As wages rise, China turns to a robot workforce
The world’s most-populous country is embracing the robot revolution, and all that goes with it.
Last week, 533,000 visitors packed the World Robot Conference in Beijing. The western media focused on battle bots, bionic flying foxes and tiny soccer-playing robots.
Those were fun, sure. But the bigger story is China’s growing prowess in smart machines.
It is preparing for the next industrial revolution.
China Bets on Economic
Reboot with More Robots
China is the world’s top market for industrial robots. So Wall Street should have seen this coming.
|Shanghai’s minimum monthly wage is the highest in China, at US$366.62. That’s 2.5 times higher than it was 10 years ago. Robots complement the workforce and even work to build more robots.|
In 2014, Chinese President Xi Jinping welcomed a robot revolution in manufacturing. In only two decades, cheap labor pushed the country from relative poverty to the second-largest economy in the world.
In the process, wage growth exploded higher. Shanghai has become a hotbed of manufacturing, where monthly incomes have increased 250% in the last decade alone.
Economists see no end in sight as birth rates slow and the working Chinese get a taste of western-style consumption.
Xi’s plan is to boost productivity through aggressive automation. In theory, the manufacturing world will gravitate to China for its robotics expertise, and then stay to serve its growing consumer economy.
In 2016, the International Federation of Robotics reported Chinese automation sales volume reached the highest level ever recorded for a single country.
For perspective, at 87,000 units, Chinese buying was around the same as Europe and the U.S. combined.
Growth was driven by the electronics industry. In 2016, Foxconn, a leading contractor, began outfitting its factories with artificially intelligent robots. By May of that year, the South China Morning Post reported the iPhone builder eliminated 60,000 jobs in a single factory on the outskirts of Shanghai.
In 2018, another suburban Shanghai facility pushed the limits of automation even further.
JD.com, a major e-commerce company, unveiled a warehouse capable of fulfilling 200,000 orders per day. Products are picked, packaged and routed for shipping all day, every day, under the watchful eye of only four humans.
And the humans’ role is merely robot servicing.
As productivity increases, JD.com is building out warehouse distribution at a frenetic pace. In 2018, warehouse space grew 85%, to 10.9 million square meters. It is even experimenting with drones so proficient that they can carry 60 pound payloads, while speeding across the Chinese countryside at 60 mph.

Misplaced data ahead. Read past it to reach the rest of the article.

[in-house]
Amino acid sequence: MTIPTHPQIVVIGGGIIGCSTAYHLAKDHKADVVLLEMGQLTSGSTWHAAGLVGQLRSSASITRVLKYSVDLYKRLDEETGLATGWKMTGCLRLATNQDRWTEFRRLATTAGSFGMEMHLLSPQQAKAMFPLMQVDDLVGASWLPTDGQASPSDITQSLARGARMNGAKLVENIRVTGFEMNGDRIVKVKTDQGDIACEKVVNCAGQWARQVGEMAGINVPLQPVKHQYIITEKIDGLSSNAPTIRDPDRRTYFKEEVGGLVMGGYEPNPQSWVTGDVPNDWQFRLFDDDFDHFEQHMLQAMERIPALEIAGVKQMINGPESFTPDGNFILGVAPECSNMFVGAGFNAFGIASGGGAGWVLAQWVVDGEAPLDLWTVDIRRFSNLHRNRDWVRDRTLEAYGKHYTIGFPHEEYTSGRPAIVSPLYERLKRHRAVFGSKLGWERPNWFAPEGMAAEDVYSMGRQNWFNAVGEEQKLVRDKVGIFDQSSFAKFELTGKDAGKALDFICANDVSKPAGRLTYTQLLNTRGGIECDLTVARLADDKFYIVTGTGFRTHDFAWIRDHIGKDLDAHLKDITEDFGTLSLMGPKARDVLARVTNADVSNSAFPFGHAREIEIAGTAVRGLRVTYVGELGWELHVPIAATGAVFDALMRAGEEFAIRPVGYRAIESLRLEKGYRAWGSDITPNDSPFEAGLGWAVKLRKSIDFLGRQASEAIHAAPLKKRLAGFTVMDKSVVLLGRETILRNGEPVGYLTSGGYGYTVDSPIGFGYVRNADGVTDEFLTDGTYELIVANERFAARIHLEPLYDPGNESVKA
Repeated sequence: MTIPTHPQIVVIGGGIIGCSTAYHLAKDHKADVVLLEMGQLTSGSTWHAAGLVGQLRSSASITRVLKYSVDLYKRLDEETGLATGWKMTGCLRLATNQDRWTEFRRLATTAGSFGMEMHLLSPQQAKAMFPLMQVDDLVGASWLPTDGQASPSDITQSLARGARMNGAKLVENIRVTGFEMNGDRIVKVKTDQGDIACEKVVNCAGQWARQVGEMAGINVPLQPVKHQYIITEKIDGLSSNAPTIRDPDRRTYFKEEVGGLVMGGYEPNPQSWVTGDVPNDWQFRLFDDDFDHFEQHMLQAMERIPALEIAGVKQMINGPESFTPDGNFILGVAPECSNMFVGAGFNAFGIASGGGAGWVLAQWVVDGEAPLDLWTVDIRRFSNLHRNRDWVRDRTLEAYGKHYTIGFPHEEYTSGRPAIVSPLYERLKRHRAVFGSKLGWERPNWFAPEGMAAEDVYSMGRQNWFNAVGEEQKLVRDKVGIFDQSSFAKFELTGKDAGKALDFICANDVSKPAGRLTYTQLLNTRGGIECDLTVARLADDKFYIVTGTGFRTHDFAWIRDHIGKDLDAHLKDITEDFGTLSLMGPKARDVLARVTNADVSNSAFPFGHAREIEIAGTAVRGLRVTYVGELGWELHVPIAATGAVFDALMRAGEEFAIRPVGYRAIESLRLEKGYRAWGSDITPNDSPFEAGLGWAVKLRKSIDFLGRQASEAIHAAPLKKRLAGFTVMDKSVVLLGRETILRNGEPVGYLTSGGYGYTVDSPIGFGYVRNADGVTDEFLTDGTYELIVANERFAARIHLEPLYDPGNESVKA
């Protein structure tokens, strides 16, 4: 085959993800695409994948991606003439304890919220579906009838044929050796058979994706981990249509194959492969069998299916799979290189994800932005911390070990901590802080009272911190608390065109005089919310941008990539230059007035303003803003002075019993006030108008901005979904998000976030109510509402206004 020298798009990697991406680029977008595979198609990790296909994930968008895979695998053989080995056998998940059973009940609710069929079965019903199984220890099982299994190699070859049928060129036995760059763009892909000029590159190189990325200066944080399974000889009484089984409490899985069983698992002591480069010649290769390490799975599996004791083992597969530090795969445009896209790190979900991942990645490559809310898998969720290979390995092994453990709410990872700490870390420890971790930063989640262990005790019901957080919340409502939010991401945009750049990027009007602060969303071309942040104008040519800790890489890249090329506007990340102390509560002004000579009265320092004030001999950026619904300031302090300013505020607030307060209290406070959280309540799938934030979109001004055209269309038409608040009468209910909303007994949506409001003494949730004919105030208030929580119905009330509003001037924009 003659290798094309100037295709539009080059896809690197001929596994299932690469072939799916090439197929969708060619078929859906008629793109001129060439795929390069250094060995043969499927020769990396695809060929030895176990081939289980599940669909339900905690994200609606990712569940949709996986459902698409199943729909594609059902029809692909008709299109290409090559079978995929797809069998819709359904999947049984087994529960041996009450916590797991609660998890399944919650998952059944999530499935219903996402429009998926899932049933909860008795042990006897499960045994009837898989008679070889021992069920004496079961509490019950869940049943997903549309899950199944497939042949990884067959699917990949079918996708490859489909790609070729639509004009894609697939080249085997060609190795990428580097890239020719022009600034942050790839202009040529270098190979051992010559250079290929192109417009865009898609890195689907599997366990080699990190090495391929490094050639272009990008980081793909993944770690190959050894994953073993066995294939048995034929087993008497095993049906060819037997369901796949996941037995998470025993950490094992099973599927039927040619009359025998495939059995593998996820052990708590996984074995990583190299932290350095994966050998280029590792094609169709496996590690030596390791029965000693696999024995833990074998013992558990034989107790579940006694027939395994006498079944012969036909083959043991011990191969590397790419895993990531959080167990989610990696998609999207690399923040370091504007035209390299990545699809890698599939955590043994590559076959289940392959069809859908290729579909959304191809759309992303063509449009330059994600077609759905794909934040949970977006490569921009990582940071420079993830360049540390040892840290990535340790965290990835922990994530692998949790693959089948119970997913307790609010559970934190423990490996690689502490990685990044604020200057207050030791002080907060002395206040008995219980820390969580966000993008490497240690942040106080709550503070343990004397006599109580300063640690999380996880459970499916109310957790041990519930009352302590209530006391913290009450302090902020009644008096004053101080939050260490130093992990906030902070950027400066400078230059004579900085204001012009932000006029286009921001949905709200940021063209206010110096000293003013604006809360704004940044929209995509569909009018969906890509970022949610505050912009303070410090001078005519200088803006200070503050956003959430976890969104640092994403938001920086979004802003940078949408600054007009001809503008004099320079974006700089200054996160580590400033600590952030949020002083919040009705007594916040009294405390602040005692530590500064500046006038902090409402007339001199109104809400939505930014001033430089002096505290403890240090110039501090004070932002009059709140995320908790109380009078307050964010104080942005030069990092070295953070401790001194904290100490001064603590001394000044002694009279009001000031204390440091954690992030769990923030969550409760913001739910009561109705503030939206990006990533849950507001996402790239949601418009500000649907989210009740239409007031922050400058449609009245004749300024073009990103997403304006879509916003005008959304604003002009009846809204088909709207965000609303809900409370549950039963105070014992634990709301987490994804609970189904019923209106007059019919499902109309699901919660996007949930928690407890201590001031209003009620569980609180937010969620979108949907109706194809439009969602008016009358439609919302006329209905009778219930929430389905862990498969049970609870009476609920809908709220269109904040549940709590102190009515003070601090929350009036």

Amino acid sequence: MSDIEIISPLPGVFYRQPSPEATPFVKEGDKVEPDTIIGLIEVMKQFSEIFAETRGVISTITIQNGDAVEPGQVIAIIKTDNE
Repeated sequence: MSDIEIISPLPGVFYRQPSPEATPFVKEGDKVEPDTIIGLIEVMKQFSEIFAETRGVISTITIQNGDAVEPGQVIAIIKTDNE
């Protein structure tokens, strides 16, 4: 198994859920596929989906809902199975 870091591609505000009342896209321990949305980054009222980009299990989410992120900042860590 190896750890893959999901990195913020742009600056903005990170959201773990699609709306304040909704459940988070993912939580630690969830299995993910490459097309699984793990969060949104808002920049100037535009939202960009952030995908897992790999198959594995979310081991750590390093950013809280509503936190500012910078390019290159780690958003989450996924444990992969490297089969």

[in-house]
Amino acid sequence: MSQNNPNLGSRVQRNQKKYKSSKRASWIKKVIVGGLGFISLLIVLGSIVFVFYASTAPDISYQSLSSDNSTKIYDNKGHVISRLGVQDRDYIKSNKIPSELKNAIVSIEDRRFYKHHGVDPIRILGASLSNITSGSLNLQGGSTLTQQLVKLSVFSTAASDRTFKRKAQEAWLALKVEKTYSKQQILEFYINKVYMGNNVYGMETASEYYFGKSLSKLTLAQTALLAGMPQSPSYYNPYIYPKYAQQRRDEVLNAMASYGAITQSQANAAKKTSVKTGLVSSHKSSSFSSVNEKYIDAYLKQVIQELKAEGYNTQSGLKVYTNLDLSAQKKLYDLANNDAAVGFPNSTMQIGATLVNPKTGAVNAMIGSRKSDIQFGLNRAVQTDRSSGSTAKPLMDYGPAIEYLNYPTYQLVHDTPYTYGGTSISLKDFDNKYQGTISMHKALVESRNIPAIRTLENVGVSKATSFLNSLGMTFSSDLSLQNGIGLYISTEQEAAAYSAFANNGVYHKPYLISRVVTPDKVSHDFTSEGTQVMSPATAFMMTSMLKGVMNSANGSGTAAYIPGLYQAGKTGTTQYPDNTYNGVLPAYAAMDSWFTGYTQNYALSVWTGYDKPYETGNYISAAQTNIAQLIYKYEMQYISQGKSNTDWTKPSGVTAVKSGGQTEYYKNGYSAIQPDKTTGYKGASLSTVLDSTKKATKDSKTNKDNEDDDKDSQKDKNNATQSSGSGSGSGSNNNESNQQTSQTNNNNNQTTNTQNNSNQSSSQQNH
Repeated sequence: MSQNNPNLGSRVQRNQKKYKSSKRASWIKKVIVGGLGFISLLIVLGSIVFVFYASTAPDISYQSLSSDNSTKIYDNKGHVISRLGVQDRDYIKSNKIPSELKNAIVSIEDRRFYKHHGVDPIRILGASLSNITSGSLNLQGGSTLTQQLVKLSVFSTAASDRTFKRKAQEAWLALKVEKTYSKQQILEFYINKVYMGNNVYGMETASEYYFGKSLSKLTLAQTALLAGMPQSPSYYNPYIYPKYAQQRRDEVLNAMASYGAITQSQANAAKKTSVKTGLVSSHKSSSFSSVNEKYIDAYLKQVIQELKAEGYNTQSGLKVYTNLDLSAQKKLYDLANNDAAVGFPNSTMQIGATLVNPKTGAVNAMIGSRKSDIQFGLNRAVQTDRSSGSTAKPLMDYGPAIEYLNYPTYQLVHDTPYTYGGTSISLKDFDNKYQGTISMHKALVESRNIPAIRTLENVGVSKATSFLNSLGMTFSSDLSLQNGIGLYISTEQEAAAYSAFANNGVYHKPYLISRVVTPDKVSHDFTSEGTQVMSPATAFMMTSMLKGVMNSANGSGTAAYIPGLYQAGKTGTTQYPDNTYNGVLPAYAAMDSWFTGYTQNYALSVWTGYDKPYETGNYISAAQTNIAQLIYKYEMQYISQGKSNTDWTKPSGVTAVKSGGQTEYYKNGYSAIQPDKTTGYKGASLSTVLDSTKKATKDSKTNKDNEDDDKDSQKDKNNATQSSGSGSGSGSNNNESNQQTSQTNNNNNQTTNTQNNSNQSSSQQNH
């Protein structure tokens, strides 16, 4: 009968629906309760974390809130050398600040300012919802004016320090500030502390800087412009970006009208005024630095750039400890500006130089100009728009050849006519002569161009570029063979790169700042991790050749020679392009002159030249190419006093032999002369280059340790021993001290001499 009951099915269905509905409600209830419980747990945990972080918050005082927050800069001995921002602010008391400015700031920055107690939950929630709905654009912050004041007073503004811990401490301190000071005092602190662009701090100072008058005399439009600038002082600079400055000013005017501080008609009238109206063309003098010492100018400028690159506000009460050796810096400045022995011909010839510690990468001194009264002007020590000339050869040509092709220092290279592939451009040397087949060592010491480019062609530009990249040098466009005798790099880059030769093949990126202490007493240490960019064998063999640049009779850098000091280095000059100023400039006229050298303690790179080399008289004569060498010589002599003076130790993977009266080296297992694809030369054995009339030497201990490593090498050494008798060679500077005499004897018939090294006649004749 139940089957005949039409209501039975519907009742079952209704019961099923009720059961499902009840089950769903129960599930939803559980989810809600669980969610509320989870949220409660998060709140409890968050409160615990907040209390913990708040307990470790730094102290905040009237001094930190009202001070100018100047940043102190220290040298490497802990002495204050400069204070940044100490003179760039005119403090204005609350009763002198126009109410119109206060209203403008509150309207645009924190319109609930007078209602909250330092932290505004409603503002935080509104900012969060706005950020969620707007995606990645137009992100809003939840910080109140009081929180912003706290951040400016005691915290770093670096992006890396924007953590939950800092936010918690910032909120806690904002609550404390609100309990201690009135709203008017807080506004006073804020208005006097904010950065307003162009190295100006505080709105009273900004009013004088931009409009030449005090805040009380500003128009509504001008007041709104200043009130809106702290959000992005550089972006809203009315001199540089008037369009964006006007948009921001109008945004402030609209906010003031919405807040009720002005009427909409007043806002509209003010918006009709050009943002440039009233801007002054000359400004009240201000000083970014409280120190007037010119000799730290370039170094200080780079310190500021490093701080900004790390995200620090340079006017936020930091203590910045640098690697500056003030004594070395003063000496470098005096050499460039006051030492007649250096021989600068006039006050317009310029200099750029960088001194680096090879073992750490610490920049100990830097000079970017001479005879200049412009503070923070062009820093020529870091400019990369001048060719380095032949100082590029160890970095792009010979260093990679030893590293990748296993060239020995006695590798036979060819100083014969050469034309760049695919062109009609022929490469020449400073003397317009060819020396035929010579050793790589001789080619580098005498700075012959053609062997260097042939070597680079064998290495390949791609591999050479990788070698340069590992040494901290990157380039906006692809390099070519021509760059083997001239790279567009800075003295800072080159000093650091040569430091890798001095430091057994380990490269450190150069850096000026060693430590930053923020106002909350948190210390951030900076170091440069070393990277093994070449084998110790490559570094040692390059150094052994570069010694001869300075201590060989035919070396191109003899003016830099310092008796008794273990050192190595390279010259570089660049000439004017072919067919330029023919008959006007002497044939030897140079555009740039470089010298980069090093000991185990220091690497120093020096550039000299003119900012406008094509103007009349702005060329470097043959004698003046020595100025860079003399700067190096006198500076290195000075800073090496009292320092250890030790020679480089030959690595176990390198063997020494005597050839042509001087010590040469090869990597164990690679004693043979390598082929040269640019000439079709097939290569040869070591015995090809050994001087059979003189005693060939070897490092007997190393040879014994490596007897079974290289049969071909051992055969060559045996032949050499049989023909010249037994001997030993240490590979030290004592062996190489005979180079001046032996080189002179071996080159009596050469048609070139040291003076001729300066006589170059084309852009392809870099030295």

With a workforce of 998 million, the politics of automation might get in the way of strategic long-term economic planning. In China, not so much. In March, President Xi became leader for life as term limits were removed.
And despite the ongoing trade war with the Trump administration, he is pushing forward with Made in China 2025. The plan is to move the country up the value chain with state investments in aerospace, clean energy cars, advanced basic materials and especially robotics.
In doing so, China would move from an economy of low-value, low-wage industries toward high tech.
Investors need to understand the context. They also need to see the opportunity.
Cadence Design Systems (CDNS) makes flexible, scalable systems used to design tiny integrated circuits — the building blocks for the next generation of intelligent electronic products.
Semiconductor design is becoming more complex than ever. Cadence makes the tools to design the intellectual property central to Made in China 2025.
Cadence is up 9.3% year-to-date,
In July 2018, Cadence announced the Defense Advanced Research Projects Agency, the Pentagon research group, selected it to help build a new, unified platform. One that will automate the design of next-generation processors and printed circuit boards.
Its current business is growing steadily, with strong cash flow. In 2017, operating cash flow surged to $471 million, on $1.9 billion in sales.
According to a slide deck posted this month for use at Oppenheimer’s 21st Annual Technology, Internet & Communications Conference, Cadence services all of the top semiconductor enterprises.
It has 4,100 research and development engineers and 1,500 professionals in the field, including innovation centers scattered throughout Southeast Asia.
Diminutive, consumer-friendly robots are cute. However, a battle to control the future of smart machines is heating up.
Cadence is in the right places, at the right time. Consider buying on pullbacks in the shares.
Jon D. Markman